ST. PAUL, Minn. -- With no resolution to a labor standoff between
the NHL and its players in sight, the Minnesota Wild's parent
company has started preparing for a handful of layoffs.
Minnesota Sports & Entertainment has met with some of its 225
employees to discuss the layoffs. About six workers could lose
their jobs, and Pam Wheelock, MSE's senior vice president, said
Thursday that nonunion employees at all levels would see an impact
on their wages.
Over the last six weeks, the league and the NHLPA have held
three negotiating sessions which have not brought the two sides any
closer to labor peace. The next talks will take place over two days
next week in Ottawa, then resume Aug. 30 and Sept. 1 in Montreal,
the site of World Cup of Hockey games on those nights.
If a new collective bargaining agreement isn't reached by Sept.
15, a season-threatening lockout will be imposed.
Wheelock said more than 97 percent of the company's employees
would be retained during a lockout. Including the Wild's AHL
affiliate, the Houston Aeros, MSE has about 225 full-time
employees, most of whom aren't represented by a union. That means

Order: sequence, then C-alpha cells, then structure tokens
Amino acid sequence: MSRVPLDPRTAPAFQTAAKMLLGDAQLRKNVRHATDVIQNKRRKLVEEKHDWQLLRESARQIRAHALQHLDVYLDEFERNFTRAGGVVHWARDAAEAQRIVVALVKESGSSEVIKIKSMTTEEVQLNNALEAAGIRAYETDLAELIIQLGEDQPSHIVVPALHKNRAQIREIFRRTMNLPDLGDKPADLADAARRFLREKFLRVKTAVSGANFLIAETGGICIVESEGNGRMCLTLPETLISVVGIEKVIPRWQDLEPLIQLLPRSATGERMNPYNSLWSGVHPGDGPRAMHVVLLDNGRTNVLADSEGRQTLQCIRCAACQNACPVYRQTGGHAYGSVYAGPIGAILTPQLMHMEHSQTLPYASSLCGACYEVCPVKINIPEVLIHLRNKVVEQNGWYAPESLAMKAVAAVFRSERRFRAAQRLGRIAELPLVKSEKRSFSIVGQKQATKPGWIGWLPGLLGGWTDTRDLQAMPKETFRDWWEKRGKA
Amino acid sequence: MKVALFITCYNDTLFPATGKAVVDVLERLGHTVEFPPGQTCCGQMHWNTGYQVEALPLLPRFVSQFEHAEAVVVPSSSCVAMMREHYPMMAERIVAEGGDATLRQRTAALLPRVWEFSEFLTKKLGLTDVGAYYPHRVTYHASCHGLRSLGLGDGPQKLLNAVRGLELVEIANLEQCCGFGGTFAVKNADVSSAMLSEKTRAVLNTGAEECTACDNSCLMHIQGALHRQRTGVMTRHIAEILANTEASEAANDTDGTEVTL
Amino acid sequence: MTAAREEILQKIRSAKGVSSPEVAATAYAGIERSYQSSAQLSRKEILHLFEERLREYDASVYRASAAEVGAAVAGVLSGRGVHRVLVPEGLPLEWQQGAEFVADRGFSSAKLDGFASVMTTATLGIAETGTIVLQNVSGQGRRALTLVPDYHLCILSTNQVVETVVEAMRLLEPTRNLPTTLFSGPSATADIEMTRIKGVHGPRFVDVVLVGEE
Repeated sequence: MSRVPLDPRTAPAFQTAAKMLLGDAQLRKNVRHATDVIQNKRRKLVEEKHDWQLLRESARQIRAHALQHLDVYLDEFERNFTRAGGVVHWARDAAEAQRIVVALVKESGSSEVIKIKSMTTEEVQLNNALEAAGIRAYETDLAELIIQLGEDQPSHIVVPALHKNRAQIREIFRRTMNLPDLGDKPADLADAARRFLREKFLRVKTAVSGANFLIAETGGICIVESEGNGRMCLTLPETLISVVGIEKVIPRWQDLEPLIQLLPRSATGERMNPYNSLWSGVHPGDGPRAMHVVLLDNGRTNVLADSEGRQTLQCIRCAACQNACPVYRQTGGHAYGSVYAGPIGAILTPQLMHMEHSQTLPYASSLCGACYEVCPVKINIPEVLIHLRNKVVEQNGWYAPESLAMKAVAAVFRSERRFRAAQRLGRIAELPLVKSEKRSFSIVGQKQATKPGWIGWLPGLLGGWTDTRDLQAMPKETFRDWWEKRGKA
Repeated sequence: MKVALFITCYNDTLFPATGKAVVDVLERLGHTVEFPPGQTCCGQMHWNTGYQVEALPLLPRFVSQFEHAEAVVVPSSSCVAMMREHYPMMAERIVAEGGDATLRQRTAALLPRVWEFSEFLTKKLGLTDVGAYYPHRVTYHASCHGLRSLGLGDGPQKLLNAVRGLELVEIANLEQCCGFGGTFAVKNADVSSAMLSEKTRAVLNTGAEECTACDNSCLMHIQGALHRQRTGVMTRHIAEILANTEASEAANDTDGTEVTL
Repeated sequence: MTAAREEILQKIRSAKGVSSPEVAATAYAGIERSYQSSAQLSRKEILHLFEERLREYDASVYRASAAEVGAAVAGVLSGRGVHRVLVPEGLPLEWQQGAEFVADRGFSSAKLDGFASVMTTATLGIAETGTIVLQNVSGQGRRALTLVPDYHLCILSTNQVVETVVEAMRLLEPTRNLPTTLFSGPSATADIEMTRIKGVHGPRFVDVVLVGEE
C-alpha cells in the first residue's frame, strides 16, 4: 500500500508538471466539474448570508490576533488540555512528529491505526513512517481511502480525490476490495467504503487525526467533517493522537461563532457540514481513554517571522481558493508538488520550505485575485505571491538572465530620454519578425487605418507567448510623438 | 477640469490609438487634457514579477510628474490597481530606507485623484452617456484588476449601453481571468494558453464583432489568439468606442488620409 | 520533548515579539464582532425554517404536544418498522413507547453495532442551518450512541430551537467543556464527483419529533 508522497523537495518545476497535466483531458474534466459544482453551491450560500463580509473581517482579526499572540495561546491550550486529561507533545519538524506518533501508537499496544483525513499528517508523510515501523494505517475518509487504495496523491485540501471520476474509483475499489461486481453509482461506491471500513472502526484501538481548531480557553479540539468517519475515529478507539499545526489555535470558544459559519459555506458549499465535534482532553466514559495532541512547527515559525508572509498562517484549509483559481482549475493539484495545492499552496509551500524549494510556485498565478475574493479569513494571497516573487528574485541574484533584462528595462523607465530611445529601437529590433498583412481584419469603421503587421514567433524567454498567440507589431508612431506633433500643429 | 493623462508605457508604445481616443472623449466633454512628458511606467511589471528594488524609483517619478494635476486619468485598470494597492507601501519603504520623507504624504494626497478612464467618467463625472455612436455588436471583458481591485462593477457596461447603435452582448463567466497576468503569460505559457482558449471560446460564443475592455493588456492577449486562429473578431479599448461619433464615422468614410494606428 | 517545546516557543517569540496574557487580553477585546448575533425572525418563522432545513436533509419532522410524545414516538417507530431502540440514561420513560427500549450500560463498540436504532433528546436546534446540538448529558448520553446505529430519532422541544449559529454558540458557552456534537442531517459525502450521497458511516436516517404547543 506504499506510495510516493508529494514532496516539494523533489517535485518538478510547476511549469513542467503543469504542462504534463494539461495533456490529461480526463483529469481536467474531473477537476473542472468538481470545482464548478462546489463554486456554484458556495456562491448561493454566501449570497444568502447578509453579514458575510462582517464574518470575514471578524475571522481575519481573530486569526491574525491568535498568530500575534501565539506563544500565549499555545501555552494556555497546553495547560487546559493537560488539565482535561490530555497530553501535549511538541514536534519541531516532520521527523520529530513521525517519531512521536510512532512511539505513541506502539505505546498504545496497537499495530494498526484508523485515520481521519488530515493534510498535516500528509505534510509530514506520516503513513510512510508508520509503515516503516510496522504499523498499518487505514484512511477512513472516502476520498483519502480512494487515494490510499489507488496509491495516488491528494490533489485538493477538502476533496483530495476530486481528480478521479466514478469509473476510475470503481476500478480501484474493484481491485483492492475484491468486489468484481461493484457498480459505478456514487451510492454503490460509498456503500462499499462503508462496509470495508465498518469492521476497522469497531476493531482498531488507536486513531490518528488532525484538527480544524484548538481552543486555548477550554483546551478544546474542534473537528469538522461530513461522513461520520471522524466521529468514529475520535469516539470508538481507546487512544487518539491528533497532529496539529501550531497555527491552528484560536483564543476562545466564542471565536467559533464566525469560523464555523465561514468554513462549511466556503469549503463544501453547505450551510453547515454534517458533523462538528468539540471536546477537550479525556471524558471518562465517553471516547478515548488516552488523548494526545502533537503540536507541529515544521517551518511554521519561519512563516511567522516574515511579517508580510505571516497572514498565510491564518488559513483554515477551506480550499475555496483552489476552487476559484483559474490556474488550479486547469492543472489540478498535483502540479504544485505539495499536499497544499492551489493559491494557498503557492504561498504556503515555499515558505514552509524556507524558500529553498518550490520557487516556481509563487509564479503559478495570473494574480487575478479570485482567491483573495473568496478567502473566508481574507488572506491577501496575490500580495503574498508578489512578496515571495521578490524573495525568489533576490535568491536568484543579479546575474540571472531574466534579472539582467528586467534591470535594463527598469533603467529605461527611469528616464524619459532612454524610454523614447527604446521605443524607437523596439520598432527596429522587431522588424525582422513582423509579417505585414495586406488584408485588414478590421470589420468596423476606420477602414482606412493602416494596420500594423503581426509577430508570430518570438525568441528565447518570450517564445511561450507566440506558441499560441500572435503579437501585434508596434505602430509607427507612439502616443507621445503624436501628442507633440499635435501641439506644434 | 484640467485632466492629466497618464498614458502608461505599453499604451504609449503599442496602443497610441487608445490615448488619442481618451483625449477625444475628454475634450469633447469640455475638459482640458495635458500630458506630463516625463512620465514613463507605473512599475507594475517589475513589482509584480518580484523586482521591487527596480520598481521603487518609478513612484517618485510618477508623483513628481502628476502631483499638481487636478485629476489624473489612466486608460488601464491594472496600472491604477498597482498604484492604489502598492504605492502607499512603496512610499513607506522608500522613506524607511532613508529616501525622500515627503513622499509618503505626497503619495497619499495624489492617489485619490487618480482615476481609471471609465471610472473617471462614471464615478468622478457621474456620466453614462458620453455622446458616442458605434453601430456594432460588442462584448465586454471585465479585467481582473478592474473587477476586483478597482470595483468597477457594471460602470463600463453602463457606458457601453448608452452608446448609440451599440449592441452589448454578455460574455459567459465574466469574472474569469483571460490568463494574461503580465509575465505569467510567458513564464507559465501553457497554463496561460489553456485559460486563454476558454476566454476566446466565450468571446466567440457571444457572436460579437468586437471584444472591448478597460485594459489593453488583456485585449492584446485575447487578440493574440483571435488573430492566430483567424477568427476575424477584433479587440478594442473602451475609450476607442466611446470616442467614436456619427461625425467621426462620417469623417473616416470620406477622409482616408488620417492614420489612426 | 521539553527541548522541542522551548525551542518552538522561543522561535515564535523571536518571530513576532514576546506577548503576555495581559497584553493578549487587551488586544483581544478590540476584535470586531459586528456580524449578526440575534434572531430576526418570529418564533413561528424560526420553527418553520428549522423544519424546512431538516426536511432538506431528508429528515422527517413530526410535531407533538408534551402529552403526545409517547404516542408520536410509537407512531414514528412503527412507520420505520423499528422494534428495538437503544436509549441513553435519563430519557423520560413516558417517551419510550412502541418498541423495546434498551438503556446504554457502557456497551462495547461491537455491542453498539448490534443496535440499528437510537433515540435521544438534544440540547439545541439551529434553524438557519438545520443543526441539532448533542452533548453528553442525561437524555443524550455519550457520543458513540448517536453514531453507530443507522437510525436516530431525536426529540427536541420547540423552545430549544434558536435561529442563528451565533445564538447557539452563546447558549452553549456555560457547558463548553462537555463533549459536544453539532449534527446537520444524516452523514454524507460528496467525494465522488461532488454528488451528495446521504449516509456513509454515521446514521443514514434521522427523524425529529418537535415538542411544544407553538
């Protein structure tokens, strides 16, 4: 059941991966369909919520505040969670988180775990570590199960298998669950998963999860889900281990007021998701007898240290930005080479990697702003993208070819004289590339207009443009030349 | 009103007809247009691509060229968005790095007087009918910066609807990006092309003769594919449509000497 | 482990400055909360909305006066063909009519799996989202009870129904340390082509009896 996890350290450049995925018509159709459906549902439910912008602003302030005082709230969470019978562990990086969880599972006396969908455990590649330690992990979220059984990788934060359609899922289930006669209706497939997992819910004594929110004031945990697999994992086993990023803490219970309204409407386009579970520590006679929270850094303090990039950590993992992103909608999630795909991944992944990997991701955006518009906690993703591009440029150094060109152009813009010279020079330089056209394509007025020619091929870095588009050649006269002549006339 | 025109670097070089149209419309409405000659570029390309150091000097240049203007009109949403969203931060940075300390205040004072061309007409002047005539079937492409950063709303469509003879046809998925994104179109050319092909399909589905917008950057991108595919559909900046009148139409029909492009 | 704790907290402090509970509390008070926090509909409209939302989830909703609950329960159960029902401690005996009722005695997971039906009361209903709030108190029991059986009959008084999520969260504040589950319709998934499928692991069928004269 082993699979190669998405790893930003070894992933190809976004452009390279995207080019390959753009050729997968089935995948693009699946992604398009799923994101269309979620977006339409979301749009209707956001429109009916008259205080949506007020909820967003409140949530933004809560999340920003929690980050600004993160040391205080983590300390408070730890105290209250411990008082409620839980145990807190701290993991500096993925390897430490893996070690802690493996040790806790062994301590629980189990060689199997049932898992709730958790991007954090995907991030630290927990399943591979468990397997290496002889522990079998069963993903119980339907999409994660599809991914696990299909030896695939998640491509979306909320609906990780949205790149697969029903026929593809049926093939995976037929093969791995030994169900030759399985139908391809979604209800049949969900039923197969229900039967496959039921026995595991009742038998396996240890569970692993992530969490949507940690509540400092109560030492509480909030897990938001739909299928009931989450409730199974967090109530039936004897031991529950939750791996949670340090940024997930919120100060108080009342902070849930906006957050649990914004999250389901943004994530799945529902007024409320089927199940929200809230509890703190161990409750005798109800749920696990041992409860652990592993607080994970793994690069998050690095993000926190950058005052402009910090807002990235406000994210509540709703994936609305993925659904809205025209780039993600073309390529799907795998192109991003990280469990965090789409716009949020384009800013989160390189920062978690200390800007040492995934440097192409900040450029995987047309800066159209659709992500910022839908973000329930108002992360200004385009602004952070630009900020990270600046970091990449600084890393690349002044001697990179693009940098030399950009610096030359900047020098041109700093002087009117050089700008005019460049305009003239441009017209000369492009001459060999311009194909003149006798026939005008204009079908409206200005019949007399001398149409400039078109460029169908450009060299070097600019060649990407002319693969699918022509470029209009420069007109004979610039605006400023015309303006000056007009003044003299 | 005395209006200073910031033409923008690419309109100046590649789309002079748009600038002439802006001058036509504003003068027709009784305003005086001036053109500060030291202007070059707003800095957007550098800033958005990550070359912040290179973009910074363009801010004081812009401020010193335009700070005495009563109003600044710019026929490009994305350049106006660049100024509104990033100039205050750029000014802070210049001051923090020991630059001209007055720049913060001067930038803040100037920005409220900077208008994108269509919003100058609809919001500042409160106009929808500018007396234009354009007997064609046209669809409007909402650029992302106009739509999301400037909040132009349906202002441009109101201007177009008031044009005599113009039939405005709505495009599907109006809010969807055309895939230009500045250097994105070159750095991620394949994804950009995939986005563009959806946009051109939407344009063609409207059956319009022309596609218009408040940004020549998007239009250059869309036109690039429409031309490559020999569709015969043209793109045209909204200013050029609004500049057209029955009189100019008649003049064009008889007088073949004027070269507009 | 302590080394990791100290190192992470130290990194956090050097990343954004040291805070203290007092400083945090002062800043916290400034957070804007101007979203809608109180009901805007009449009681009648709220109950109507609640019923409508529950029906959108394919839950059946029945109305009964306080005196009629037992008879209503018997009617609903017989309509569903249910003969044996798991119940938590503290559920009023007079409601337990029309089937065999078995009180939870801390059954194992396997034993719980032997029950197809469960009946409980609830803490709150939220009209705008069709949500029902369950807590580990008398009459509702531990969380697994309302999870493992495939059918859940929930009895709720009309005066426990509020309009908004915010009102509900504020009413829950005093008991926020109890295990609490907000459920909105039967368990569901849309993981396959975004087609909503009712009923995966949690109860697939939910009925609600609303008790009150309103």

about six employees or so will face temporary or permanent layoffs.
Wheelock said there was no one category of employees being
"The individual meetings are going on basically as we speak,"
As for the wage reductions, Wheelock declined to give specific
numbers, saying only it would affect employees at all levels.
"Not necessarily equally," she added.
A season-long lockout would wipe out about 40 regular-season
home games at Xcel Energy Center, which is operated by MSE.
On average, Wheelock said MSE pays about $7.7 million a year to
rent the Xcel arena, although the number is closer to $7 million
this year. Asked how much a lockout would hamper MSE's ability to
pay the rent, Wheelock said: "We'll make the payments. I think
that's probably all I can say."
Without hockey, the company has been considering ideas to keep
the building operational, MSE and Wild spokesman Bill Robertson
said, although they likely won't generate revenue.
Some of those ideas include open skating for season tickets
holders, town hall meetings, Wild coaching staff clinics and youth
hockey games. In addition, the Xcel Center hosts about 120 non-game
events a year, Wheelock said, and MSE recently purchased a National
Lacrosse League team that will begin play in the arena in December.
"The good news for us is, unlike a lot of other clubs, we are
an organization that recognizes that while hockey is a core part of
our business, we have other parts to our business as well,"